The first sentence, as Sims notes, is a reference to Wilkie Collins’s detective Sergeant Cuff from the 1868 novel The Moonstone, who is described as having eyes which “had a very disconcerting trick, when they encountered your eyes, of looking as if they expected something more from you than you were aware of yourself.” The psychologist detective is its own tradition, but the detective who reads and interprets his environment is a different – and much more interesting – one, in my opinion. Green’s Mr. Gryce is almost a parody of these characters, but appearing long before them – his obsession of not looking into your eyes but carefully observing objects, things, appearances, is stressed more than once in the novel.
This makes him the perfect foil for the protagonist and his melodrama which is almost exclusively focused on psychology, on talking to people, trying to understand them, trying to intuit them. Detective fiction has more than once served as an analog for literary criticism, but this novel, curiously, long before the advent of academic literary New Criticism, offers a powerful and convincing rejection of speculative psychology. What matters are facts – and context, and plausibility. From Peter Szondi, we learn that an interpretation needs to be consistent, and so Mr. Gryce solves his case because he notes that of all the evidence he found, “the chain was complete, the links were fastened, but one link was of a different size and material from the rest and in this argued a break in the chain.” So he ends up offering a Poirot-esque confrontation that leads to a confession.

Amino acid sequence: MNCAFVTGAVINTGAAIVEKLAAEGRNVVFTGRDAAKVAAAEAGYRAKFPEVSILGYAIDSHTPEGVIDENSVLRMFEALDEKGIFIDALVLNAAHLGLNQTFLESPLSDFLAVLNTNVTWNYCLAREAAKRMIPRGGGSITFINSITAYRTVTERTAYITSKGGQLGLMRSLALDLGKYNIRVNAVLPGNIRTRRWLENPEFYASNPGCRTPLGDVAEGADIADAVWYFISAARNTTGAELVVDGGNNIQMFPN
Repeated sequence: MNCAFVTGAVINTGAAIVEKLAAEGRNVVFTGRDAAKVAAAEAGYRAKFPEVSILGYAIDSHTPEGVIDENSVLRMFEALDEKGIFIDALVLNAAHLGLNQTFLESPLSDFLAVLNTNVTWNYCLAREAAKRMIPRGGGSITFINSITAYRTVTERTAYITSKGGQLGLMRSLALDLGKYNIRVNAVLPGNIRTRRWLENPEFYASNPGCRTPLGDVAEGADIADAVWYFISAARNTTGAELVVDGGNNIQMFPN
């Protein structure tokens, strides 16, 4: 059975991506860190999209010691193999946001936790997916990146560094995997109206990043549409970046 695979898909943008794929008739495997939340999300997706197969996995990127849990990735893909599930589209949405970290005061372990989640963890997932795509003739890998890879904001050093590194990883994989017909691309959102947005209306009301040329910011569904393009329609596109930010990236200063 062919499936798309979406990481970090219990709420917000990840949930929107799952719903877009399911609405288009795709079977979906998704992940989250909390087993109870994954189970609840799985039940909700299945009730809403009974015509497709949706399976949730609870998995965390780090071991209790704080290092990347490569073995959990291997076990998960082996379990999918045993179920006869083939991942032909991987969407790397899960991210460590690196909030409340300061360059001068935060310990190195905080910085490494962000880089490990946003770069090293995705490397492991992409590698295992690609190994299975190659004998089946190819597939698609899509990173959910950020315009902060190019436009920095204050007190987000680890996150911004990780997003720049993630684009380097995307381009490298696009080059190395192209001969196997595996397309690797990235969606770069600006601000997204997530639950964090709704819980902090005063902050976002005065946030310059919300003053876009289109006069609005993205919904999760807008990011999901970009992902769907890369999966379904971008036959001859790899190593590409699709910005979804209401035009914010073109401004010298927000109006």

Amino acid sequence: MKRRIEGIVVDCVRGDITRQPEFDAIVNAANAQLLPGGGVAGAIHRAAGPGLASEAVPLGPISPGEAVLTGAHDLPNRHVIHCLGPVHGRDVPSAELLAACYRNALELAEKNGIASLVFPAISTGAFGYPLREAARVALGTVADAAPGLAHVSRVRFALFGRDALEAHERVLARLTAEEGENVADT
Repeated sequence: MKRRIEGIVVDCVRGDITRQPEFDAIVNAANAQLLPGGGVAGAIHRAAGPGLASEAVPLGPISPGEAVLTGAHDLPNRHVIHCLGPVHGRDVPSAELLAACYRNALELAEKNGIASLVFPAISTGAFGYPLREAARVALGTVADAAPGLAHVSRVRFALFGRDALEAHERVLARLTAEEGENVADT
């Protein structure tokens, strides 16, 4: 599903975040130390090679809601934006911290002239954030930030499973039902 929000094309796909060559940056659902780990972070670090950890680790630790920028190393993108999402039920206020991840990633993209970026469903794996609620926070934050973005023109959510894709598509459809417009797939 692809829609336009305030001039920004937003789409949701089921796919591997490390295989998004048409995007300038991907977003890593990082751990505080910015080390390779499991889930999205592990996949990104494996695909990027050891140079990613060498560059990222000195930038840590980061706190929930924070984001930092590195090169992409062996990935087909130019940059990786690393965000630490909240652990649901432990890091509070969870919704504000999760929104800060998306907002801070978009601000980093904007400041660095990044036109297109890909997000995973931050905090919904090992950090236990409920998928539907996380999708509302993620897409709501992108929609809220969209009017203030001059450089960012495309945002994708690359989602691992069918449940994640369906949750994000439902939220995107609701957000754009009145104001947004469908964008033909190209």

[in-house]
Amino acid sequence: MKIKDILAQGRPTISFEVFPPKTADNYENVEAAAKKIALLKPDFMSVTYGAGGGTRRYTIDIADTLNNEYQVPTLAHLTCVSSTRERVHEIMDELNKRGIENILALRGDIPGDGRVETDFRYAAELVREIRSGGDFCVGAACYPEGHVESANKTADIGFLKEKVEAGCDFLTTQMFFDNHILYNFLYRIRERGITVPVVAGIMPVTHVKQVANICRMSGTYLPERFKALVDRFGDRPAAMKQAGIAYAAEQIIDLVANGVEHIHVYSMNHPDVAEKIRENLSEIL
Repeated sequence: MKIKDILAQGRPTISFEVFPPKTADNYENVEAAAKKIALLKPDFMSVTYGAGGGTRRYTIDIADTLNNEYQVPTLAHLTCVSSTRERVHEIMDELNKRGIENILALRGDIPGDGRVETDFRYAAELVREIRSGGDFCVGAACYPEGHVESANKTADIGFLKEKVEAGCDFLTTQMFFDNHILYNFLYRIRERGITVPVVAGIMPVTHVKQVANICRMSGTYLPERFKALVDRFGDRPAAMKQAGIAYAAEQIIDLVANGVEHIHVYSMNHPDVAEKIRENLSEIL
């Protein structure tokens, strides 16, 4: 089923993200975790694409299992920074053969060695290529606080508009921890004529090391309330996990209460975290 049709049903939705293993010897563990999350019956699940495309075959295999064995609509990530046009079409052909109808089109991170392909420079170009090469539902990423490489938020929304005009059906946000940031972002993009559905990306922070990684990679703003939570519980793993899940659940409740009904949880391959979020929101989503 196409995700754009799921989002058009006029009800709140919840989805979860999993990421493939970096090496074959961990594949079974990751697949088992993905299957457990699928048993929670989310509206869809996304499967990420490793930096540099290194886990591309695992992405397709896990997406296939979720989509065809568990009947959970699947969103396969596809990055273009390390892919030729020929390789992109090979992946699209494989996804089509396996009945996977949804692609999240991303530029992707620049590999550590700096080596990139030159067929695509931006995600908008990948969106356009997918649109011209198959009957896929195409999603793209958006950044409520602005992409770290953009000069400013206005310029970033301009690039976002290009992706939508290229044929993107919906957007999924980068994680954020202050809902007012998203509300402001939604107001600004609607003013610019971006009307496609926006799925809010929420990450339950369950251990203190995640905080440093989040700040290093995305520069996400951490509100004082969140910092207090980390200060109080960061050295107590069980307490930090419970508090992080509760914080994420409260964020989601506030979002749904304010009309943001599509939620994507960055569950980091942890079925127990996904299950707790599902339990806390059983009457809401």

Mr. Gryce is not an unfathomable genius like Sherlock Holmes – and maybe in this the voice of a female writer becomes clearer. There’s no fetish of masculine genius here – Gryce is led by the facts and the quality of his analysis against his intuitions, and is in the end surprised by the confession. Usually the Watson character is the reader analog – he is our representation in the story. We’re smart but not that smart, observant, but not that observant. But The Leavenworth Case recalibrates this – the Watson character is there to show us the world, but our real analog is Mr. Gryce. We feel with Green’s Watson-like character, and we follow him on his adventure, but as readers thinking through the story, we are more like Mr. Gryce. We create a chain of evidence, and we don’t get all the way there – but neither does Mr. Gryce. The unpleasant celebration of the inexplicable, beautiful genius of Sherlock Holmes, sometimes offered with evidence that was not visible to us as readers, is undercut here. He is encouraging: when the narrator finds a piece of evidence, Gryce tells him: “don’t show it to me. Study it yourself and tell me what you think of it.”
Anne Katherine Greene wrote this novel over several years, pushing herself to finish it, publishing it finally to great success. She married a younger man and actor who later became a famous designer, but she was the primary breadwinner. It would seem counterintuitive then that Green was not a feminist, and in fact spoke out against suffrage in 1917, but here, as with writers like Mary McCarthy, the work itself is more complex. “[G]etting a wife,” we learn, is “the same as (…) acquiring any other species of property.” But in the novel, it is the female characters who plot, who shift things around, who cloud the waters, and men who have to try to hang on to this wild ride. In fact that quote is from a conversation where a man is trying to hang on to the facts of a contract in a situation where life has long made other plans. There is a malleability to this world, a kindness and a depth to its objects that justifies looking at them closer – and though many aspects of The Leavenworth Case became formative for the genre of modern mystery novels, one feels a bit miffed that Sherlock Holmes, who first turned up ten whole years later, has had so much influence on mystery fiction. Everybody in Greene’s novel loves, admires, fears and thinks – Sherlock just sneers. I can’t help but feel we need more of the former and less of the latter.